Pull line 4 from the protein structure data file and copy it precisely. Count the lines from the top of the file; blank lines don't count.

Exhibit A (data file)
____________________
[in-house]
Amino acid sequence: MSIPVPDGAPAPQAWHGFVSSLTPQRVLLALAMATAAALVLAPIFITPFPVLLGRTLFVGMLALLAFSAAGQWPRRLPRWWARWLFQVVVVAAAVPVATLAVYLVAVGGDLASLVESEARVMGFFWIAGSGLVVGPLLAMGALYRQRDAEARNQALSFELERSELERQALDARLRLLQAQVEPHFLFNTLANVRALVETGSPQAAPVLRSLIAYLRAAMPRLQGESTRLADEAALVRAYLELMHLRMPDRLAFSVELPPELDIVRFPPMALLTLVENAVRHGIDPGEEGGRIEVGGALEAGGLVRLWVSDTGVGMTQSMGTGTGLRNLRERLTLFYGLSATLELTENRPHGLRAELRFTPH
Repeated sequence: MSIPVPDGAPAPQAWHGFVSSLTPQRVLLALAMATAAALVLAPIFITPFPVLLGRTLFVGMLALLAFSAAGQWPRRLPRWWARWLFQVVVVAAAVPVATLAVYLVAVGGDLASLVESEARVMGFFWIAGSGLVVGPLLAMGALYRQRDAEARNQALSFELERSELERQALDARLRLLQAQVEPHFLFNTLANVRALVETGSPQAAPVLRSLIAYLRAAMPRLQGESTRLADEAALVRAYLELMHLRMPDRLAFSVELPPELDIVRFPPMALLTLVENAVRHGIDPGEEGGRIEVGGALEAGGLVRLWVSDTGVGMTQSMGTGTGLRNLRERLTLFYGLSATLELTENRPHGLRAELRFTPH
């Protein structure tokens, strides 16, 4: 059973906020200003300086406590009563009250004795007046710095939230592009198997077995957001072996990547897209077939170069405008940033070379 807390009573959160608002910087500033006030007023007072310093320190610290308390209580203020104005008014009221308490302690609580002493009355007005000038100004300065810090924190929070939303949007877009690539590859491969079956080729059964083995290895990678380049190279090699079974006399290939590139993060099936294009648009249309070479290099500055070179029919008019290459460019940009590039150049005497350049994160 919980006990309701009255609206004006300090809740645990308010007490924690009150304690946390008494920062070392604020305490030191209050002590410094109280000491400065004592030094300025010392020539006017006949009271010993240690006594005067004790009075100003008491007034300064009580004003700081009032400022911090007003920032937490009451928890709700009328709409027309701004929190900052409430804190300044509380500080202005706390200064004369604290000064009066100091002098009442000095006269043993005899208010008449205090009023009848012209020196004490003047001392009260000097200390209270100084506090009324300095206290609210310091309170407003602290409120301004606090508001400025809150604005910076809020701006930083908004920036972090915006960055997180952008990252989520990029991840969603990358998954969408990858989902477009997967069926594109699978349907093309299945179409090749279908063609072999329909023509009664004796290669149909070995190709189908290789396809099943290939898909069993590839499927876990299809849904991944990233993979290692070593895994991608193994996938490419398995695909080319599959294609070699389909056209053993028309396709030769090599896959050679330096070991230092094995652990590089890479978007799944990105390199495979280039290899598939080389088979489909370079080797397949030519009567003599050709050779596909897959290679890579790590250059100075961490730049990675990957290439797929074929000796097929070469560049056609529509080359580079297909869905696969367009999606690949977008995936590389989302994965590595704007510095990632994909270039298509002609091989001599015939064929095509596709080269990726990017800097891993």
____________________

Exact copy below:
């Protein structure tokens, strides 16, 4: 059973906020200003300086406590009563009250004795007046710095939230592009198997077995957001072996990547897209077939170069405008940033070379 807390009573959160608002910087500033006030007023007072310093320190610290308390209580203020104005008014009221308490302690609580002493009355007005000038100004300065810090924190929070939303949007877009690539590859491969079956080729059964083995290895990678380049190279090699079974006399290939590139993060099936294009648009249309070479290099500055070179029919008019290459460019940009590039150049005497350049994160 919980006990309701009255609206004006300090809740645990308010007490924690009150304690946390008494920062070392604020305490030191209050002590410094109280000491400065004592030094300025010392020539006017006949009271010993240690006594005067004790009075100003008491007034300064009580004003700081009032400022911090007003920032937490009451928890709700009328709409027309701004929190900052409430804190300044509380500080202005706390200064004369604290000064009066100091002098009442000095006269043993005899208010008449205090009023009848012209020196004490003047001392009260000097200390209270100084506090009324300095206290609210310091309170407003602290409120301004606090508001400025809150604005910076809020701006930083908004920036972090915006960055997180952008990252989520990029991840969603990358998954969408990858989902477009997967069926594109699978349907093309299945179409090749279908063609072999329909023509009664004796290669149909070995190709189908290789396809099943290939898909069993590839499927876990299809849904991944990233993979290692070593895994991608193994996938490419398995695909080319599959294609070699389909056209053993028309396709030769090599896959050679330096070991230092094995652990590089890479978007799944990105390199495979280039290899598939080389088979489909370079080797397949030519009567003599050709050779596909897959290679890579790590250059100075961490730049990675990957290439797929074929000796097929070469560049056609529509080359580079297909869905696969367009999606690949977008995936590389989302994965590595704007510095990632994909270039298509002609091989001599015939064929095509596709080269990726990017800097891993």